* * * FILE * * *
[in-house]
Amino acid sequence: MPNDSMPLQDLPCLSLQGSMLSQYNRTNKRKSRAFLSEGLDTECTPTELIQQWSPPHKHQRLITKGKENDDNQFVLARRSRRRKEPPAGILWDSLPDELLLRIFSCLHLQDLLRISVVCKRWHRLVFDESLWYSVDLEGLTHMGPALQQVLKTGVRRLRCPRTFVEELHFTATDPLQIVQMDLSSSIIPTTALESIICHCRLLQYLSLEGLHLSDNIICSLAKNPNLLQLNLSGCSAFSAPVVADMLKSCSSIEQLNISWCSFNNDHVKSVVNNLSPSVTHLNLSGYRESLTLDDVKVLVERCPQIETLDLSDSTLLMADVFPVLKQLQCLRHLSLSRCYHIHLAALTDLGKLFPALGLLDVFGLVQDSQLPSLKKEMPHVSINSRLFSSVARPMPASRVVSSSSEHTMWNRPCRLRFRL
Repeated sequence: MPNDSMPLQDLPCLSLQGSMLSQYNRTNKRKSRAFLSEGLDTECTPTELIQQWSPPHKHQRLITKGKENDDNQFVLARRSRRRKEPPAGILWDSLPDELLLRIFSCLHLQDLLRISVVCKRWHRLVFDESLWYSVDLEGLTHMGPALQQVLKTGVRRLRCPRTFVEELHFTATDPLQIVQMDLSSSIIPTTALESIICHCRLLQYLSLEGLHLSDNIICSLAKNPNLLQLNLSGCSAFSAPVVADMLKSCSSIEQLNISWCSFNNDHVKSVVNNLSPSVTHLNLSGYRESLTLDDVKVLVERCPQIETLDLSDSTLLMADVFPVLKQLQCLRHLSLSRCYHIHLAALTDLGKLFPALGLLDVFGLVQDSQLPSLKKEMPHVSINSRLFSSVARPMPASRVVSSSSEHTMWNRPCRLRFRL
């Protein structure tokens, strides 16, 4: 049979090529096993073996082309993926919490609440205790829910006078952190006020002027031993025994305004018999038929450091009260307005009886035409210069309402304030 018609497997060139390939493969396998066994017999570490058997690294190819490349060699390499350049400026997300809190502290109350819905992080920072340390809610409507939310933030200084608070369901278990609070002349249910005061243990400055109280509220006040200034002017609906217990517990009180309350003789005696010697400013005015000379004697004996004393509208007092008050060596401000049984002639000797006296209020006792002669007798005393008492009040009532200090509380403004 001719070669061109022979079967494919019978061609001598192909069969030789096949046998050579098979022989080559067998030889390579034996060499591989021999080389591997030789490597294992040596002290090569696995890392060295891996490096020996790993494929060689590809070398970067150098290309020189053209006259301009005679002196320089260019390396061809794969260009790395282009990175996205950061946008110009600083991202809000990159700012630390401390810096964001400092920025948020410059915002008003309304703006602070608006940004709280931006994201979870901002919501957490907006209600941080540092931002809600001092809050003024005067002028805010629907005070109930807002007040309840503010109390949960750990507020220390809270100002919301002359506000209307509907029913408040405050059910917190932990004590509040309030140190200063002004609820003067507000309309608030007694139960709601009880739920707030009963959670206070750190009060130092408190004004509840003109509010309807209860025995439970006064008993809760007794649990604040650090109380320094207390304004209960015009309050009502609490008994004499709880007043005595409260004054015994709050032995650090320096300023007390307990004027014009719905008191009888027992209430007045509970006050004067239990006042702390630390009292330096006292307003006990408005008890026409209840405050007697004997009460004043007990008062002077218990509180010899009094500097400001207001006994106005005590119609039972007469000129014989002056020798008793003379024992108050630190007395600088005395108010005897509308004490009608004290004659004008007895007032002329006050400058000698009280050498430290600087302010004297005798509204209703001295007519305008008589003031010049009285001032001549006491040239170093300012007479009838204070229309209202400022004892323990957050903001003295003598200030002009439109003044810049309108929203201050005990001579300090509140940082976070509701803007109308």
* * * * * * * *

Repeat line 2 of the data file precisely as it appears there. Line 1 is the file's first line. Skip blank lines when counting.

Amino acid sequence: MPNDSMPLQDLPCLSLQGSMLSQYNRTNKRKSRAFLSEGLDTECTPTELIQQWSPPHKHQRLITKGKENDDNQFVLARRSRRRKEPPAGILWDSLPDELLLRIFSCLHLQDLLRISVVCKRWHRLVFDESLWYSVDLEGLTHMGPALQQVLKTGVRRLRCPRTFVEELHFTATDPLQIVQMDLSSSIIPTTALESIICHCRLLQYLSLEGLHLSDNIICSLAKNPNLLQLNLSGCSAFSAPVVADMLKSCSSIEQLNISWCSFNNDHVKSVVNNLSPSVTHLNLSGYRESLTLDDVKVLVERCPQIETLDLSDSTLLMADVFPVLKQLQCLRHLSLSRCYHIHLAALTDLGKLFPALGLLDVFGLVQDSQLPSLKKEMPHVSINSRLFSSVARPMPASRVVSSSSEHTMWNRPCRLRFRL